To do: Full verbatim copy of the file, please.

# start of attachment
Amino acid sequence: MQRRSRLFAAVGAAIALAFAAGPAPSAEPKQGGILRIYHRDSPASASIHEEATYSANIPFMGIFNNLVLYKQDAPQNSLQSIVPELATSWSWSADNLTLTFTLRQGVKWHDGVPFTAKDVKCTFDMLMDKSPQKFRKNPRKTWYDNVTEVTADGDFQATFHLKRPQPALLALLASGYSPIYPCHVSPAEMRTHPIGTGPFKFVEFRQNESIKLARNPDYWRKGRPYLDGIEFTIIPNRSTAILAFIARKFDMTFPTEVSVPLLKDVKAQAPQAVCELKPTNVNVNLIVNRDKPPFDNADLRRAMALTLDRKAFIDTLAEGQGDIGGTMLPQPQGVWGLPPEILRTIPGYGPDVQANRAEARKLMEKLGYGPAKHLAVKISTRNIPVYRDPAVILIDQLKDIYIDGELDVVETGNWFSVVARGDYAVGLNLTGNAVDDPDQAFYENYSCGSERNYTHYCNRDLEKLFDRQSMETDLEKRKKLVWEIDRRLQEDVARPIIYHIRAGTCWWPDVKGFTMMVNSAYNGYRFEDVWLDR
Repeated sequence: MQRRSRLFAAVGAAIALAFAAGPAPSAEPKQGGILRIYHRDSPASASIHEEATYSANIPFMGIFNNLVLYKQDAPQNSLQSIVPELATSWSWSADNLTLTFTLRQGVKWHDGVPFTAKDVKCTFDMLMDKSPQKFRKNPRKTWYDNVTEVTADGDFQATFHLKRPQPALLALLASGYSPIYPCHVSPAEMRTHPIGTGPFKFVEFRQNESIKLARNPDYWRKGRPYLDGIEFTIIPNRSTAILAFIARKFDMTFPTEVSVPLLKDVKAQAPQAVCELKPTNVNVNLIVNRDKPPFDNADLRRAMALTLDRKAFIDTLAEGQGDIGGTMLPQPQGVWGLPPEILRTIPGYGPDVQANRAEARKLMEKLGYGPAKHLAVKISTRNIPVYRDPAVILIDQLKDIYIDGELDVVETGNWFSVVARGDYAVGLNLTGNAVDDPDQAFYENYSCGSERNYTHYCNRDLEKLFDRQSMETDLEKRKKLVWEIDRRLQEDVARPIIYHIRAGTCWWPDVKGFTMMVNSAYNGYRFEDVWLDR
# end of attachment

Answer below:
Amino acid sequence: MQRRSRLFAAVGAAIALAFAAGPAPSAEPKQGGILRIYHRDSPASASIHEEATYSANIPFMGIFNNLVLYKQDAPQNSLQSIVPELATSWSWSADNLTLTFTLRQGVKWHDGVPFTAKDVKCTFDMLMDKSPQKFRKNPRKTWYDNVTEVTADGDFQATFHLKRPQPALLALLASGYSPIYPCHVSPAEMRTHPIGTGPFKFVEFRQNESIKLARNPDYWRKGRPYLDGIEFTIIPNRSTAILAFIARKFDMTFPTEVSVPLLKDVKAQAPQAVCELKPTNVNVNLIVNRDKPPFDNADLRRAMALTLDRKAFIDTLAEGQGDIGGTMLPQPQGVWGLPPEILRTIPGYGPDVQANRAEARKLMEKLGYGPAKHLAVKISTRNIPVYRDPAVILIDQLKDIYIDGELDVVETGNWFSVVARGDYAVGLNLTGNAVDDPDQAFYENYSCGSERNYTHYCNRDLEKLFDRQSMETDLEKRKKLVWEIDRRLQEDVARPIIYHIRAGTCWWPDVKGFTMMVNSAYNGYRFEDVWLDR
Repeated sequence: MQRRSRLFAAVGAAIALAFAAGPAPSAEPKQGGILRIYHRDSPASASIHEEATYSANIPFMGIFNNLVLYKQDAPQNSLQSIVPELATSWSWSADNLTLTFTLRQGVKWHDGVPFTAKDVKCTFDMLMDKSPQKFRKNPRKTWYDNVTEVTADGDFQATFHLKRPQPALLALLASGYSPIYPCHVSPAEMRTHPIGTGPFKFVEFRQNESIKLARNPDYWRKGRPYLDGIEFTIIPNRSTAILAFIARKFDMTFPTEVSVPLLKDVKAQAPQAVCELKPTNVNVNLIVNRDKPPFDNADLRRAMALTLDRKAFIDTLAEGQGDIGGTMLPQPQGVWGLPPEILRTIPGYGPDVQANRAEARKLMEKLGYGPAKHLAVKISTRNIPVYRDPAVILIDQLKDIYIDGELDVVETGNWFSVVARGDYAVGLNLTGNAVDDPDQAFYENYSCGSERNYTHYCNRDLEKLFDRQSMETDLEKRKKLVWEIDRRLQEDVARPIIYHIRAGTCWWPDVKGFTMMVNSAYNGYRFEDVWLDR